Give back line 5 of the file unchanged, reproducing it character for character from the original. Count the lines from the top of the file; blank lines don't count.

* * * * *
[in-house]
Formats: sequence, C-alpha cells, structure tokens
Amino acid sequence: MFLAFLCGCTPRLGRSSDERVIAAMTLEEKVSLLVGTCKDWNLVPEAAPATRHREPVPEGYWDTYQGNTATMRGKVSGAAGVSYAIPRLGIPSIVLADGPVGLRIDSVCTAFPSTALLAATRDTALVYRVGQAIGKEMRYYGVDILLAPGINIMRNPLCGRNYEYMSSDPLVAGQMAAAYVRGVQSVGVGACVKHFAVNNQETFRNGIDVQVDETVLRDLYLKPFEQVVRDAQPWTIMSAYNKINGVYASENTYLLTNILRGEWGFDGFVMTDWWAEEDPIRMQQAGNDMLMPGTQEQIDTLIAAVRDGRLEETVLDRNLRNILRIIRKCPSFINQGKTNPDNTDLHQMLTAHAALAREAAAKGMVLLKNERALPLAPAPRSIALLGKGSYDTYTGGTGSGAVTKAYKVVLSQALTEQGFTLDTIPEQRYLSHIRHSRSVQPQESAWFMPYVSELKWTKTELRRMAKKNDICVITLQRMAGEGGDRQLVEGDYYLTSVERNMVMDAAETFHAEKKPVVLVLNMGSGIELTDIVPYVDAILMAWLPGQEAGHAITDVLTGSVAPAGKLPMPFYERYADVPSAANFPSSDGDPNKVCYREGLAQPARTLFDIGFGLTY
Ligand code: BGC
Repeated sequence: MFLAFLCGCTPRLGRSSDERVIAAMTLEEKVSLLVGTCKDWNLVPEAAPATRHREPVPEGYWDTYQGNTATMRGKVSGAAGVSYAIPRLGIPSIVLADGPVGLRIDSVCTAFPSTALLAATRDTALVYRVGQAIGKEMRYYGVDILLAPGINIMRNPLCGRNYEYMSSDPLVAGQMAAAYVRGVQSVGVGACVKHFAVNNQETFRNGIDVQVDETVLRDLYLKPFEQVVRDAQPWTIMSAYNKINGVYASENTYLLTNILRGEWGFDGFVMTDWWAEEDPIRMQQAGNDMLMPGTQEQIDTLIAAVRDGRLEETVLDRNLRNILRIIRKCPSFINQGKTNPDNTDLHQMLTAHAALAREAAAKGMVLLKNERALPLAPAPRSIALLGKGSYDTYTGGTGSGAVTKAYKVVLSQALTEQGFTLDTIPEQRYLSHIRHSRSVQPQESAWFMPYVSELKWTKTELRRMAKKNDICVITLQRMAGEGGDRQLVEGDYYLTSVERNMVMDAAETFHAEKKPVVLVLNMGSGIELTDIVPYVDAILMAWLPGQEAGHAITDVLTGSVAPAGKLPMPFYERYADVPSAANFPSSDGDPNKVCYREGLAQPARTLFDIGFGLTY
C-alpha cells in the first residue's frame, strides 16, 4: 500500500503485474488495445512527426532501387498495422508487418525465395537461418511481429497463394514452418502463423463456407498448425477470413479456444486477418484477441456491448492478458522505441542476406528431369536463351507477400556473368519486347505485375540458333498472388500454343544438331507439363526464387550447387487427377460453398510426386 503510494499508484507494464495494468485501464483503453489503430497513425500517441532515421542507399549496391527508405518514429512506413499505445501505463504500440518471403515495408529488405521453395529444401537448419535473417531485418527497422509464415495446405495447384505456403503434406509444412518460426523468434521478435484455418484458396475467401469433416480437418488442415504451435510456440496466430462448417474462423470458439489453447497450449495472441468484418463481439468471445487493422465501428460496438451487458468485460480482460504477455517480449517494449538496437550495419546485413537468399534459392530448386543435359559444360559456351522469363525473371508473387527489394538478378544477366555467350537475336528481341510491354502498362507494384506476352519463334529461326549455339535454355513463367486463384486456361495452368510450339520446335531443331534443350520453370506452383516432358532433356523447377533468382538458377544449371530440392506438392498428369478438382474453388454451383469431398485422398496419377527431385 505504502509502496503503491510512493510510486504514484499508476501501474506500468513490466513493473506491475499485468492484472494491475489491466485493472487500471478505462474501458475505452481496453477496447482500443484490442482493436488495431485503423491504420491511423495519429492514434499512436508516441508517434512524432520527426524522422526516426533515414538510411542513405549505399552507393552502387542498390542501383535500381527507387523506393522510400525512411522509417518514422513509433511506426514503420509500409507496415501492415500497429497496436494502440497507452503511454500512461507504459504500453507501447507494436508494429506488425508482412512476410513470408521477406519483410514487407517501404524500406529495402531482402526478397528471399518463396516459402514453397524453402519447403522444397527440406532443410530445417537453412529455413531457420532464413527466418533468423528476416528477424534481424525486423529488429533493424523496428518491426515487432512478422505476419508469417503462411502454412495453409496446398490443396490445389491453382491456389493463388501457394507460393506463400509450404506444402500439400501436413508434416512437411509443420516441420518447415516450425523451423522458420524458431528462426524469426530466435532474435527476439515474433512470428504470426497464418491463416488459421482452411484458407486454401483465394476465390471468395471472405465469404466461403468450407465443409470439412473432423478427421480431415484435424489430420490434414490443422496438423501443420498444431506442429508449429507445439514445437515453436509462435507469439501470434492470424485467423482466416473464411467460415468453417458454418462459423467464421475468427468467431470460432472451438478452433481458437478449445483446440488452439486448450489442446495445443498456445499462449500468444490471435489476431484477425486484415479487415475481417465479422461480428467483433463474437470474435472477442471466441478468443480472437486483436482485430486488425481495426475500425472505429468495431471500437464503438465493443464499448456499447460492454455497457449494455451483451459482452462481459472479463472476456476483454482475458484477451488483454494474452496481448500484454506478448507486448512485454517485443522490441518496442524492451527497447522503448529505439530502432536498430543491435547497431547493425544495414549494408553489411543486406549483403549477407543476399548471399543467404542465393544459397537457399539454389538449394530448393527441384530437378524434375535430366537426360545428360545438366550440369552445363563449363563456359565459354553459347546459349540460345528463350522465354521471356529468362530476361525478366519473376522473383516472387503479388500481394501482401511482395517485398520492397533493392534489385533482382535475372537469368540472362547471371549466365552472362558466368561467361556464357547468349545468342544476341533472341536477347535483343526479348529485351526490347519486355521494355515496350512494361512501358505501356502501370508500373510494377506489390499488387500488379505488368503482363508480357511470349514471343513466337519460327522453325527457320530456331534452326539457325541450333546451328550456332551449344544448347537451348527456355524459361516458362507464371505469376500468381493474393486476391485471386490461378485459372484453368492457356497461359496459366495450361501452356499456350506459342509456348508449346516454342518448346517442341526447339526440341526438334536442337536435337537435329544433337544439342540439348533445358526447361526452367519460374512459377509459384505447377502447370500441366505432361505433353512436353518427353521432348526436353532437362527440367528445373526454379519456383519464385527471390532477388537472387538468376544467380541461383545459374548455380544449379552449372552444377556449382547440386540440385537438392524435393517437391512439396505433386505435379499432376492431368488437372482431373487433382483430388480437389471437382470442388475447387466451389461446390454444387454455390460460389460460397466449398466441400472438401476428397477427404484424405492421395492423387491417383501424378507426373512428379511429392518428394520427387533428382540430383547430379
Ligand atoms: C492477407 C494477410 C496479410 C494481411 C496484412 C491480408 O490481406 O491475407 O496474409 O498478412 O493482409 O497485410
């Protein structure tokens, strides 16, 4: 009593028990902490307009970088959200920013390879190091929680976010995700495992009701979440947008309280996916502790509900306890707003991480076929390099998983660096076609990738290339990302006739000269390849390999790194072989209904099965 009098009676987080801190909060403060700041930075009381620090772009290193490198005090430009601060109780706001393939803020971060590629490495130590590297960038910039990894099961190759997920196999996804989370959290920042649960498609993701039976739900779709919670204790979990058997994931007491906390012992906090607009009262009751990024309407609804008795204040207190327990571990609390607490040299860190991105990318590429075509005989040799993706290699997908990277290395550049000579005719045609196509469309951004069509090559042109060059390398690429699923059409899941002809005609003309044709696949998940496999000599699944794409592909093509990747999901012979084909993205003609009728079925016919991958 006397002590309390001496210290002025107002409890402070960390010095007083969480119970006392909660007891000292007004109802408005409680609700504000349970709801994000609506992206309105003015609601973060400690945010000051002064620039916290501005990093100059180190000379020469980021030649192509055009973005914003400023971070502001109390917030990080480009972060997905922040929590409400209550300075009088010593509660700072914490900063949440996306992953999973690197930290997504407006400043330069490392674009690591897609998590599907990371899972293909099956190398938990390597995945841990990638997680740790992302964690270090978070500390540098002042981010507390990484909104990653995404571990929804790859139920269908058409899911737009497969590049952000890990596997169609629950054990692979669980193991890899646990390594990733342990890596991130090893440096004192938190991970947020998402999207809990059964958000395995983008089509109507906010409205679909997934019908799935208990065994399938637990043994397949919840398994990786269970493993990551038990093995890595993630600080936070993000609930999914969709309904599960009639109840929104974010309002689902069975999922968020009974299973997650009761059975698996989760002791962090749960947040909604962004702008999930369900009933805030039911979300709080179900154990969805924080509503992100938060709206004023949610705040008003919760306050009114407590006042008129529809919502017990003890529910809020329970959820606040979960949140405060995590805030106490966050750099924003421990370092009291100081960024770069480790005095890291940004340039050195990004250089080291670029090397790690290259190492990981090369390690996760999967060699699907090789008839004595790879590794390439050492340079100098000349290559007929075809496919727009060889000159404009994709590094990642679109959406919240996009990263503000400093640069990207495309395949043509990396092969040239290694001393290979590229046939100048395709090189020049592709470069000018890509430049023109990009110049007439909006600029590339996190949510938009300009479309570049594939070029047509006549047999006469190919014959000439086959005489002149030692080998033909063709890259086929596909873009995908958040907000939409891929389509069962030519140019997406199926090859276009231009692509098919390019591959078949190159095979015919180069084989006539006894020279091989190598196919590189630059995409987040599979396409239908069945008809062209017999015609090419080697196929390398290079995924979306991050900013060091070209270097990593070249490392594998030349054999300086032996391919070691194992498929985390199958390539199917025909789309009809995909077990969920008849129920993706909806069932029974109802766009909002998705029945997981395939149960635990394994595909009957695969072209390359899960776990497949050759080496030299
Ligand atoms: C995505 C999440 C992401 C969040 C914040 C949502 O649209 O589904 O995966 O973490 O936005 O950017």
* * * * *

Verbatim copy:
Repeated sequence: MFLAFLCGCTPRLGRSSDERVIAAMTLEEKVSLLVGTCKDWNLVPEAAPATRHREPVPEGYWDTYQGNTATMRGKVSGAAGVSYAIPRLGIPSIVLADGPVGLRIDSVCTAFPSTALLAATRDTALVYRVGQAIGKEMRYYGVDILLAPGINIMRNPLCGRNYEYMSSDPLVAGQMAAAYVRGVQSVGVGACVKHFAVNNQETFRNGIDVQVDETVLRDLYLKPFEQVVRDAQPWTIMSAYNKINGVYASENTYLLTNILRGEWGFDGFVMTDWWAEEDPIRMQQAGNDMLMPGTQEQIDTLIAAVRDGRLEETVLDRNLRNILRIIRKCPSFINQGKTNPDNTDLHQMLTAHAALAREAAAKGMVLLKNERALPLAPAPRSIALLGKGSYDTYTGGTGSGAVTKAYKVVLSQALTEQGFTLDTIPEQRYLSHIRHSRSVQPQESAWFMPYVSELKWTKTELRRMAKKNDICVITLQRMAGEGGDRQLVEGDYYLTSVERNMVMDAAETFHAEKKPVVLVLNMGSGIELTDIVPYVDAILMAWLPGQEAGHAITDVLTGSVAPAGKLPMPFYERYADVPSAANFPSSDGDPNKVCYREGLAQPARTLFDIGFGLTY